Anna McNay

Review of This Is What It Is To Be Happy at Paulilles Gallery, London


This Is What It Is To Be Happy

A group exhibition with Eleanor Johnson, William Kennedy & Gabriel Kenny-Ryder

Paulilles Gallery, Copeland Park, Unit 91, London

29 May – 2 June 2019

In an era where mental health issues are one of the main causes of health problems worldwide per se, with major depression thought to be the second leading cause of disability, and an estimated one in six people said to have experienced some form of mental health crisis during the past week (and this data is already a few years old), the underlying thread of this three-artist group show, This Is What It Is To Be Happy, could not be more relevant. Timing-wise, too, short as its run sadly is, it falls right at the tail end of Mental Health Awareness Month. 

Ostensibly, however, this is an exhibition about biophilia, or our innate love for the natural world – or at least that is how it is described on the press release. Painter Eleanor Johnson (b1994), whose original concept it was, and in whose gallery it is being held, has created a new series of works, Modern Bathers, which collages together fragments of Rubens, François Boucher, and Old Master paintings, with images of her friends, in pastel, idyllic, bucolic settings, which she describes as “forest bathing”. Photographer Gabriel Kenny-Ryder (b1993), co-director of the gallery, presents panoramas, and one series of four freely hung images, of landscapes that absorb and envelop the viewer, while, simultaneously, providing stark reminders of their created materiality. It is William Kennedy (b1993), multidisciplinary artist and, here, film-maker, who freely verbalises the fact that he came along, as the third person in, and liberally interpreted this concept of inside and out, interiority and exteriority, inward and outward experience, to be a question of the mind and body, and thus, of our mental health. His frighteningly raw and visceral works, with their phantasmagorical finish, lay bare emotions many of us will have felt, but to which fewer of us will have admitted.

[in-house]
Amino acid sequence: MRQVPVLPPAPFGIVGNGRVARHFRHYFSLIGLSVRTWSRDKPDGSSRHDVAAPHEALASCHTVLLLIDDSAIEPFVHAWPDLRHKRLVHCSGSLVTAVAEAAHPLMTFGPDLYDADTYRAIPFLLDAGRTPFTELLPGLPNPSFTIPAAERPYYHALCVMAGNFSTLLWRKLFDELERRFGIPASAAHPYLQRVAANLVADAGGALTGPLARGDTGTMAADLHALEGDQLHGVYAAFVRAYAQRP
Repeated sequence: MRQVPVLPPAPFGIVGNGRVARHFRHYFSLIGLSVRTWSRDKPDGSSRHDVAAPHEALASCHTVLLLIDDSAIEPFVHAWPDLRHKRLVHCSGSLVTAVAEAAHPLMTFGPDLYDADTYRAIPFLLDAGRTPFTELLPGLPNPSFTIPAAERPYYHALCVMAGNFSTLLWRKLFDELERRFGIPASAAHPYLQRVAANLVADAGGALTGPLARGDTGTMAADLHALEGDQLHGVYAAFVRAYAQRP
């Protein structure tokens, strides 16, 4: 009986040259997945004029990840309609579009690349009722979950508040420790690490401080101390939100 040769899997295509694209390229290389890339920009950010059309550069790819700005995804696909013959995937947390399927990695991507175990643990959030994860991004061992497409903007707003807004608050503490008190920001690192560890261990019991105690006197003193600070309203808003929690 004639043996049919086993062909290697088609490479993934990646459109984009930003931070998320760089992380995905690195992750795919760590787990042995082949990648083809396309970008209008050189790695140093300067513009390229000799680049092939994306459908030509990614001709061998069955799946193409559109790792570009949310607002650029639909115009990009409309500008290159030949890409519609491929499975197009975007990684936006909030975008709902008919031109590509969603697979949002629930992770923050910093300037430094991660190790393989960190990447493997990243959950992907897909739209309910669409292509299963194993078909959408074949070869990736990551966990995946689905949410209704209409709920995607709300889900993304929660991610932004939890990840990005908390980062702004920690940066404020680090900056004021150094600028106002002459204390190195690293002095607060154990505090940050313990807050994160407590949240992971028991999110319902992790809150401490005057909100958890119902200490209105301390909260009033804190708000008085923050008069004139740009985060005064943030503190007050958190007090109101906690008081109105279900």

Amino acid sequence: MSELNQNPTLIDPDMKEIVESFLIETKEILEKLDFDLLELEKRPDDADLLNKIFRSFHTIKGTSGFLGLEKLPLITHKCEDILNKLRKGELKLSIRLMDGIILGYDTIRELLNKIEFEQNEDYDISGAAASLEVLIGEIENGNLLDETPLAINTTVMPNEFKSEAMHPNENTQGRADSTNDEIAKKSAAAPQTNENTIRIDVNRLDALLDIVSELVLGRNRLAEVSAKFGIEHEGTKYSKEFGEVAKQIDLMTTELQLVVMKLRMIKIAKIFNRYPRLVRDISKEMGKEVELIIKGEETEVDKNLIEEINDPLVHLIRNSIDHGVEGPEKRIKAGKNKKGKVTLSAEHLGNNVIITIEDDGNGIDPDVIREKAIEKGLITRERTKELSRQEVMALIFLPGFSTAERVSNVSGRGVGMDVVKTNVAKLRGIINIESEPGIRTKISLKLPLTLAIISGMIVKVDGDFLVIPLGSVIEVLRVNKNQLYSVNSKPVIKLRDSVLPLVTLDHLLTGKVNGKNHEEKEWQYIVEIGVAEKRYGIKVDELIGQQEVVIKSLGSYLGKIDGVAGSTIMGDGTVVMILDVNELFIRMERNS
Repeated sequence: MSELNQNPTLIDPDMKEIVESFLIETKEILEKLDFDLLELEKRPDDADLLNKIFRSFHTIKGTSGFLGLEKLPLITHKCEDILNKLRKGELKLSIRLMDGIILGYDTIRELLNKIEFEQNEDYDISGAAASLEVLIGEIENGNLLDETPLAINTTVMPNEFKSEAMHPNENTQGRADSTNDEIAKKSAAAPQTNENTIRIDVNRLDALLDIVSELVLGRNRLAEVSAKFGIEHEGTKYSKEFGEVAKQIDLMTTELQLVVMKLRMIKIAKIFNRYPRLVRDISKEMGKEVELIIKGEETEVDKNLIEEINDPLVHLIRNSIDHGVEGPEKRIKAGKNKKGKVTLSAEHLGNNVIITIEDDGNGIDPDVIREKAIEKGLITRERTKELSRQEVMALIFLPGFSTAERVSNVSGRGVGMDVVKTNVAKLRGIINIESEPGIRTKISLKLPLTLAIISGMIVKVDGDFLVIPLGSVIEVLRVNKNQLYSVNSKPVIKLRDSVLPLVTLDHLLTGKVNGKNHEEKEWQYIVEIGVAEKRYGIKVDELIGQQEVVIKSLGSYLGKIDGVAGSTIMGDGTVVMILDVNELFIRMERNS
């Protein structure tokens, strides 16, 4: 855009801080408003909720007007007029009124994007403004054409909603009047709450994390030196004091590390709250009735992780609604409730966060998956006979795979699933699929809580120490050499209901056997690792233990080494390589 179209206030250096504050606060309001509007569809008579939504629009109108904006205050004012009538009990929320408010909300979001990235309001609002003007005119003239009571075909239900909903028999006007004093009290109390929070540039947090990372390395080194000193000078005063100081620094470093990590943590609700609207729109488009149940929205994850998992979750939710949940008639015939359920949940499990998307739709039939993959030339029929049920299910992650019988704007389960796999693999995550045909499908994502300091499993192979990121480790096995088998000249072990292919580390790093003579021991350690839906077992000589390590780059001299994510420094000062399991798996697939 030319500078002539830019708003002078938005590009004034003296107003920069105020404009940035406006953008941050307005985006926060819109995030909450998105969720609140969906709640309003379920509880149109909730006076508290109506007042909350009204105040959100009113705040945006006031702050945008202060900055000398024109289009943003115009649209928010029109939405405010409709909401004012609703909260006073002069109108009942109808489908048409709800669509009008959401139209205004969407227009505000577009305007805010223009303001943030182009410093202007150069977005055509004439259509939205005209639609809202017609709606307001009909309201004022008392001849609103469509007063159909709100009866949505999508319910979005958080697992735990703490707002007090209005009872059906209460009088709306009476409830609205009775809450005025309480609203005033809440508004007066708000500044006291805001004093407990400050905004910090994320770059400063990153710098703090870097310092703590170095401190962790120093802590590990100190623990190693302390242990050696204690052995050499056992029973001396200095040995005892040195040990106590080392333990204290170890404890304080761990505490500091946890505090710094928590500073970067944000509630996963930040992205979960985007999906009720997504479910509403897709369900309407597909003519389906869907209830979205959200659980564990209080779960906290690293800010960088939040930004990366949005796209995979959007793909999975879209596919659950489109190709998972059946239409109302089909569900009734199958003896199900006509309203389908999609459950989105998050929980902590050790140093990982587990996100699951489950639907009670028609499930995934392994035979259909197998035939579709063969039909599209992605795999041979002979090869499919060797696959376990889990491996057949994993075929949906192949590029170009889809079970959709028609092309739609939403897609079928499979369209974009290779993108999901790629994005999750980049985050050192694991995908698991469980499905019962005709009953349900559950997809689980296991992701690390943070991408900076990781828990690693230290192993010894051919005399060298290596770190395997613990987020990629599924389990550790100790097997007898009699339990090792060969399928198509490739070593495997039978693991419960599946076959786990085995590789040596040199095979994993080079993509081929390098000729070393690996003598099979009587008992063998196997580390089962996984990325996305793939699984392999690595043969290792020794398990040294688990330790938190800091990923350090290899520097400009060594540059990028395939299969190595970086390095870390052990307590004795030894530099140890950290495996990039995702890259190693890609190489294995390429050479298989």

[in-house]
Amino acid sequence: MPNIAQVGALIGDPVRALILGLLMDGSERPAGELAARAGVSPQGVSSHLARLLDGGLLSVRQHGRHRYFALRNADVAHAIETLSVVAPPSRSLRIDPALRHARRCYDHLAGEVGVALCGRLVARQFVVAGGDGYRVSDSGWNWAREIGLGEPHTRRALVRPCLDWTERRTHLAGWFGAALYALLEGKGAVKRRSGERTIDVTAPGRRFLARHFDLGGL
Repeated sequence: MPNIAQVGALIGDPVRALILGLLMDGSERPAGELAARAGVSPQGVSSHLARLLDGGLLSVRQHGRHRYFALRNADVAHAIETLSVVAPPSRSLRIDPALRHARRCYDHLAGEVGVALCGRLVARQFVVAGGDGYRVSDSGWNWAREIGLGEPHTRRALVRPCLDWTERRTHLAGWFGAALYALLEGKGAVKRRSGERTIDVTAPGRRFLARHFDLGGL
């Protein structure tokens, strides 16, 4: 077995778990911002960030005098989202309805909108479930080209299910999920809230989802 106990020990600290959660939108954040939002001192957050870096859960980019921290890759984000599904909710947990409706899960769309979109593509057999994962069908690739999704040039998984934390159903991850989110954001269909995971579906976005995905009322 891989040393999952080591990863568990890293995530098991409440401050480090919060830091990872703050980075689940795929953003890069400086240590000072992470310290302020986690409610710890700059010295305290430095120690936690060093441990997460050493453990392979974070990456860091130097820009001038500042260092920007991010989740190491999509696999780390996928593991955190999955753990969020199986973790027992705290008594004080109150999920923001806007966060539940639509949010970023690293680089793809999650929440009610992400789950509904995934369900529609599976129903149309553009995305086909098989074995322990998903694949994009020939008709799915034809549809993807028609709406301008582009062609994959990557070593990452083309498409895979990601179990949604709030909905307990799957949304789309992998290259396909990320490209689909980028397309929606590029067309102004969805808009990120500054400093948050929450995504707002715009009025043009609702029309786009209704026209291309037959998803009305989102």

Read the full review here